Long-distance suppression of gene expression may have been directly caused by alterations of the GmNARK-facilitated pathway. Low-pH conditions can also negatively impact the growth of plants and rhizobia (Brockwell et al., 1991; Marschner, 1991; Smit et al., 1992; Hungria and Stacey, 1997; Sadowsky et al., 1998; Morón et al., 2005) and can decrease the synthesis of legume flavonoids and rhizobia Nod factor (McKay and Djordjevic, 1993; Hungria and Stacey, 1997). These factors may have also contributed to the down-regulation of early nodulation gene expression observed here (Figs. 8 and and9).9). In parallel, the accumulation of ethylene, reactive oxygen species, and salicylic acid resulting from low-pH-induced oxidative stress (Borch et al., 1999; Velikova et al., 2000) may have also played a role.

The fact that acid-induced inhibition of nodulation acts through GmNARK (Figs. 5 and and6)6) was somewhat expected, as preliminary findings had been reported by Alva et al. (1988). However, the specific involvement of GmNARK was unknown at the time, as it was not yet identified, and a systemic role was not yet established. This is especially important considering that nitrate acts through GmNARK in a root-localized fashion to suppress nodule development, and hence, a local mechanism is in place that could have been usurped by acid to exert nodulation control. Indeed, the debilitating effects of low pH on plant and rhizobia health (Brockwell et al., 1991; Marschner, 1991; Sadowsky et al., 1998) and on their symbiotic interactions (Smit et al., 1992; Hungria and Stacey, 1997; Morón et al., 2005) have long been considered local rhizosphere effects induced directly by H+ ions. This now appears to be only one component of pH-regulated nodulation control.

The systemic nature of pH inhibition of nodulation was rigorously tested here using combinations of plant and rhizobia mutants, coupled with split-root and grafting procedures, and phenotyping and transcript abundance analyses. The effects are ultimately the result of both abiotic stress responses across the plant-rhizosphere interface as well as synergistic interactions among numerous internal regulatory mechanisms (Fig. 10). Importantly, the existence of an active systemic inhibitory mechanism involving long-distance signaling that suppresses nodulation under low-pH conditions offers the potential for new targets and approaches to combat this prevalent and global agricultural problem.

Figure 10.
Model of the interacting components and regulatory targets of legume nodule inhibition by low-pH conditions. ROS, Reactive oxygen species; SA, salicylic acid; SDI, shoot-derived inhibitor.

MATERIALS AND METHODS

Plant Growth Conditions

Seeds of two soybean (Glycine max) wild-type cultivars, Bragg and Williams 82, and the supernodulation Gmnark mutant, nod4, were surface sterilized by full immersion in 70% ethanol for 30 s, followed by rinsing five times with sterile water. Unless otherwise stated, the seeds were sown in sterile grade-2 vermiculite in 4-L pots. Vermiculite was used as a substrate because it has a partial buffering capacity (McBride and Homenauth, 1994), enabling acid treatments to be made without significantly harming the plant. Plants were watered with a modified Herridge nutrient solution every 2 d (Herridge, 1977): KH2PO4 1 mm; K2HPO4 1 mm; MgSO4·7H2O 2 mm; KCl 1.5 mm; CaCl2·2H2O 2.5 mm; Fe(III)-EDTA 34.8 mg L−1; H3BO3 2.86 mg L−1; MnCl2·4H2O 1.812 mg L−1; ZnCl2 0.112 mg L−1; CuCl2·2H2O 0.052 mg L−1; Na2MoO4·2H2O 0.024 mg L−1. The pH of the solution was adjusted using 5 m HCl, and 300 mL was applied every 2 d via watering. Glasshouse growth conditions were controlled using a 16-h-day/8-h-night cycle at 28°C/23°C, respectively. Unless stated otherwise, all plants were grown for 18 d post inoculation, when they were then harvested for scoring. Where dry weights were recorded, the tissue was placed in an oven at 60°C for 4 d prior to weighing. In all cases, unless otherwise stated, n = 15 plants per pH treatment.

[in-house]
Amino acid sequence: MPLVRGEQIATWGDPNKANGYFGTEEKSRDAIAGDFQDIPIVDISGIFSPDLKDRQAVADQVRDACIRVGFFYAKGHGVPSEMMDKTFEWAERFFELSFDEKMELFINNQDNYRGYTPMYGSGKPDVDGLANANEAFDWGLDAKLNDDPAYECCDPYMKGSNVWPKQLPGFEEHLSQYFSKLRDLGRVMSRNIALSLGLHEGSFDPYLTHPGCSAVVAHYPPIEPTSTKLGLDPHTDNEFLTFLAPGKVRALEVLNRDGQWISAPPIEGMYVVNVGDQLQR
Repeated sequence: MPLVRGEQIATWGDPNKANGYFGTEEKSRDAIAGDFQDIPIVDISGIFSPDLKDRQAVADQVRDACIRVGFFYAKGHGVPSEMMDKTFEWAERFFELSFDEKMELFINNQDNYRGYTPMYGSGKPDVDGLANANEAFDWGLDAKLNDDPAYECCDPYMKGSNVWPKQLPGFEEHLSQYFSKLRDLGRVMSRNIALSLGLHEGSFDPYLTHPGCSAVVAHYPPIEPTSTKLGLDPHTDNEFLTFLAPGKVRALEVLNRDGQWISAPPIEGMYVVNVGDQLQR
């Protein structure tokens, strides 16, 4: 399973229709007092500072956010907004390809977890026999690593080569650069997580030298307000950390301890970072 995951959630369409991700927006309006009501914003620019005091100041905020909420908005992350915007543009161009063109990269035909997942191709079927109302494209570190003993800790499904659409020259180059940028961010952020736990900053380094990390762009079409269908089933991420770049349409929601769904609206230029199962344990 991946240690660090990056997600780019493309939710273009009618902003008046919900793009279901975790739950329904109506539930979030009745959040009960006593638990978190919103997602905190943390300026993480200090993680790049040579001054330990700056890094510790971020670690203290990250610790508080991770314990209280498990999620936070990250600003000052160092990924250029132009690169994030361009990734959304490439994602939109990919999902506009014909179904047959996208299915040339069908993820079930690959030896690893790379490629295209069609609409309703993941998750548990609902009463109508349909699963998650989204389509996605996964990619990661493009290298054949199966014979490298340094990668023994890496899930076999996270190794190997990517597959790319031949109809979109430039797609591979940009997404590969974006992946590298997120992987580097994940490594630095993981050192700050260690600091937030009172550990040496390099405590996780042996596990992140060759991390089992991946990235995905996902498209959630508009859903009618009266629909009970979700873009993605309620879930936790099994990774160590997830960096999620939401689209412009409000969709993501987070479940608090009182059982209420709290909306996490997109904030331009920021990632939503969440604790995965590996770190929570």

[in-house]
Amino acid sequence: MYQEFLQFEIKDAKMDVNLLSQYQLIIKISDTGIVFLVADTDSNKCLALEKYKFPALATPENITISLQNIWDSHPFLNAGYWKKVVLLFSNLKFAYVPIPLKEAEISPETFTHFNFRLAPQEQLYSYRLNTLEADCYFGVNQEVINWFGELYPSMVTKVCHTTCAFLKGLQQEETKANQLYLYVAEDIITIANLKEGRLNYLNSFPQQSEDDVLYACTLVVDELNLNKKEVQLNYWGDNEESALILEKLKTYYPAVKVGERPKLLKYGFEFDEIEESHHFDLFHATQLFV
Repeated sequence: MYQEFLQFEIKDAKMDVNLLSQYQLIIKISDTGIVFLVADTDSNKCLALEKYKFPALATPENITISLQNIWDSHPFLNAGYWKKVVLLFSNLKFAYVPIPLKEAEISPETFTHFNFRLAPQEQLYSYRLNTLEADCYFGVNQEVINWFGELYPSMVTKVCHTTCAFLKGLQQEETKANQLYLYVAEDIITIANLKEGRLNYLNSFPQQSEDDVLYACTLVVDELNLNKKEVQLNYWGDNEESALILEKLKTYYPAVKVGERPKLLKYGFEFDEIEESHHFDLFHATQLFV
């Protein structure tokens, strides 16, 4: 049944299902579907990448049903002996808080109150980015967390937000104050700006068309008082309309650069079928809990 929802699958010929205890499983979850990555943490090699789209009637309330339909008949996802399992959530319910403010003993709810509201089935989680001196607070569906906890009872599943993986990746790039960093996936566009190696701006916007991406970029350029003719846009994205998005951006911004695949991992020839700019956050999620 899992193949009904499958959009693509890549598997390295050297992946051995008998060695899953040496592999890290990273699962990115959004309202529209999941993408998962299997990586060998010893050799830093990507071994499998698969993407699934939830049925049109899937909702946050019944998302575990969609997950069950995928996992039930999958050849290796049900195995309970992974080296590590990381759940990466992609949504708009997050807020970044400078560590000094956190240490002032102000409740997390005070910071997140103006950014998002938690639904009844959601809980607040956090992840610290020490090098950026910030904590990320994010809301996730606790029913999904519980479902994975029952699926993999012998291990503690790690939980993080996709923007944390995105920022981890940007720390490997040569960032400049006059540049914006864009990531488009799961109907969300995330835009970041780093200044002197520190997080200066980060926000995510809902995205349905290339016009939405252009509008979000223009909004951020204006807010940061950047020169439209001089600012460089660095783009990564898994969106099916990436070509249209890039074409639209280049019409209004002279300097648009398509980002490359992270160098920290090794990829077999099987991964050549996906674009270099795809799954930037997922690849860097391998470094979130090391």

Bacteria Growth Conditions

Bradyrhizobium japonicum strains CB1809, USDA110, and its mutant, nodC (the latter kindly provided by G. Stacey), were grown in yeast mannitol broth (mannitol 2 g L−1; yeast extract 0.4 g L−1; K2HPO4 0.5 g L−1; MgSO4·7H2O 0.2 g L−1; NaCl 0.1 g L−1; pH 7) for 48 h at 28°C. Cultures were diluted with water to a final concentration of optical density at 600 nm = 0.1 prior to inoculating plants. For acid-treated plants, the inoculum was first diluted to pH 4.0 using water adjusted with 5 m HCl.

Permissive versus Restrictive pH-Shift Experiments

Six-day-old cv Bragg plants (n = 15) were treated with either pH 6.8 or 4.0 solution every 2 d. When 8 d old, the plants were inoculated with B. japonicum strain CB1809. At different times after inoculation (12, 24, 48, or 96 hpi), a subset of plants from each pH treatment was flushed with 1 L of the opposite pH solution (i.e. a pH shift). The plants were subsequently watered every 2 d with the new pH solution. Treatments continued for 18 d until the plants were harvested for scoring.

pH and Aluminum Toxicity Studies

Aluminum solutions were made by dissolving AlCl3 in sterile water. Six-day-old cv Bragg plants (n = 15) were subjected to a combination of pH (300 mL of pH 6.8, 5.0, or 4.0) and AlCl3 (300 mL of 0, 1, 10, or 100 µm) treatment. At 8 d old, the plants were inoculated with B. japonicum strain CB1809. Treatments were given every 2 d for 18 d until the plants were harvested for scoring.